Post Loar era, all bets are off. They can be all over the map.
    As our friend Jim says, the only thing consistent about Gibson, is it's inconsistency.
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    Default Re: Gibson F2 and F4 mandolins.

    The rims of the A models are deeper than the F2,4,5 which may account for the greater bass.
    A model rims are 1-1/2” deep
    F model rims are 1-3/8” deep

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    Default Re: Gibson F2 and F4 mandolins.

    I love the F-4 design over the F-5 with my favorite being the early F-4 3-point.
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    Default Re: Gibson F2 and F4 mandolins.

    Quote Originally Posted by journeybear View Post
    This right here is one big reason I keep wanting one.



    Had a chance to get one a couple months ago for $4000 or so. It's crazy to me to think that was an irresistible deal. That's way more than I've ever spent on anything. Disappointed when someone beat me to it. Oh well!
    Ry Cooder's playing an F4 is the exact reason I bought mine. Got it from Mike Holmes (Mugwumps) in 1975. Still have the receipts: $200 on March 3rd, $200 on April 4, and $600 on May 14.

    Inflation Calculator tells me that my $1000 is worth $4888.74 in today's dollars.

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    Default Re: Gibson F2 and F4 mandolins.

    Your inflation calculator presents an average value. Inflation affects different commodities differently. And that's only one factor among many in play, which again vary widely among different commodities with different characteristics.

    But even so, what that gives you is still a good bit lower than current asking prices for similar instruments - even without the provenance or knowing the vintage. There are four F-4s in the classifieds now, prices ranging from ~$6000-~$7500, and one F-2 for $5000. So you seem to have done well for yourself. Above and beyond having a fine instrument like that to enjoy for 45 years.
    But that's just my opinion. I could be wrong. - Dennis Miller

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    Default Re: Gibson F2 and F4 mandolins.

    I think that a well-preserved F-4 is the most beautiful Gibson mandolin. F-hole mandolins lack the ornamental rosette that centers the body, and focuses the eye; if the F-4 has the "torch & wire" headstock inlay, the look's absolutely splendid.

    Musically, it's the oval-hole, flush-necked sound, not competitive with the F-5 in terms of percussive "cut," but full and rich. Already owning an F-5, I bought a 3-point F-2 to play in a Celtic band I joined in the 1980's Paid around $1,500 in 1985 or so. I've traded the F-5 this year, but I still have the 3-point.

    A lot of the discussion around f-hole vs. oval-hole, etc., revolves around different individual tastes and music style preferences. As always, market prices reflect -- not perfectly -- supply and demand. There were a lot more F-2's and F-4's made than F-5's "back when," but hardly anyone's making oval-hole F-models now, so the supply's not growing even if demand increases.

    Which is of course the standard condition for price inflation.
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    Default Re: Gibson F2 and F4 mandolins.

    I agree with AllenHoppkins about the F4 beaing the most beautiful. Whilst I absolutely love the look of something like a 1927 F5, the soundhole rosette on an F2 or F4 really does stand out and make a statement. I think the sunburst F4s about 1917 to 1921 look best. The earlier shaded top ones can look great but a sunburst one with the rosette just beats everything.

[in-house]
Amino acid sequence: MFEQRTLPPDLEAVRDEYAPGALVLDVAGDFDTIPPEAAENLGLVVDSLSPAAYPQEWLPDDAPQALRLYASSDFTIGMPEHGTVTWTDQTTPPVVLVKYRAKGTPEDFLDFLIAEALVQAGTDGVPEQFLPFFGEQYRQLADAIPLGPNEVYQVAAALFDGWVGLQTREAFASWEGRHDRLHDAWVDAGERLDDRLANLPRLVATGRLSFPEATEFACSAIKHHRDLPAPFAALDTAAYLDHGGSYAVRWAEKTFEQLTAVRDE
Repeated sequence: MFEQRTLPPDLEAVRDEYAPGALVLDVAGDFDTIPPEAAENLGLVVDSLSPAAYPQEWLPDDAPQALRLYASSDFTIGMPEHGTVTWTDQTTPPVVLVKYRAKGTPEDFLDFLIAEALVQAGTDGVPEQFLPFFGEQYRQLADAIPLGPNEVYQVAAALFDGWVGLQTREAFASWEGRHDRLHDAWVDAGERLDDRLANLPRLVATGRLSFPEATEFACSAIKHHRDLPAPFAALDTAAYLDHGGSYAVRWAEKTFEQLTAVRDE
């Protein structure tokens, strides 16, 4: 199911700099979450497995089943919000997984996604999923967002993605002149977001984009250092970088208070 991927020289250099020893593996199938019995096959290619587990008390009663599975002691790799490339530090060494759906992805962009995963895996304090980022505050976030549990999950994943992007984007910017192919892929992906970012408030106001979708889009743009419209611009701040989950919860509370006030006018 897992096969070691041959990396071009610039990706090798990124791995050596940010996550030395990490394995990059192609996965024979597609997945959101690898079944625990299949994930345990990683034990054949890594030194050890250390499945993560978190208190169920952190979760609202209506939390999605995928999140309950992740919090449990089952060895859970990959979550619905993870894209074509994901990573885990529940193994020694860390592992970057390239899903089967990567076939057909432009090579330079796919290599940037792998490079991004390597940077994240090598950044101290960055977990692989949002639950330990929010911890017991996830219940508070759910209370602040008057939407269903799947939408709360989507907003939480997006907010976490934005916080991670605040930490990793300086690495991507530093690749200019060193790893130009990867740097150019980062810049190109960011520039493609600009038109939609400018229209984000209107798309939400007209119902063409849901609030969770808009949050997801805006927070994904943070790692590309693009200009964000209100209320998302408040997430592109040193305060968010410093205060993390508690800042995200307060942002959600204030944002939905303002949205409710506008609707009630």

Although Gilchrist and a few others have copied the rosette and looked great, the F4 copies without it never look as good to me. It;s odd that non of the cheaper copies have ever done that. Not to my knowledge anyway.

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    Registered User midyearguru's Avatar
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    Default Re: Gibson F2 and F4 mandolins.

    I purchased this 1916 F4 last year for $3600 with original case. I find it to be stunning beautiful with all the inlay, Handel tuners, etc. The neck is much more "robust" than my 1927 truss rod F2. I like the feel of the F4 more than the F2.......it took me a while to get used to the F2's thinner neck. My original question regarding current market values is because the F4 was purchased from the grandson of the owner, a family friend and I didn't know if it was a "good deal" or a "generous contribution" to his grandad's estate.. I never (I know "never say never") plan to sell either but am interested for insurance purposes.Click image for larger version. 

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    Default Re: Gibson F2 and F4 mandolins.

    Quote Originally Posted by midyearguru View Post
    I purchased this 1916 F4 last year for $3600 with original case. I find it to be stunning beautiful with all the inlay, Handel tuners, etc. The neck is much more "robust" than my 1927 truss rod F2. I like the feel of the F4 more than the F2.......it took me a while to get used to the F2's thinner neck. My original question regarding current market values is because the F4 was purchased from the grandson of the owner, a family friend and I didn't know if it was a "good deal" or a "generous contribution" to his grandad's estate.. I never (I know "never say never") plan to sell either but am interested for insurance purposes.Click image for larger version. 

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    You got a bargain. I'd insure it for $6k if it wasn't covered by a homeowner's or renter's policy.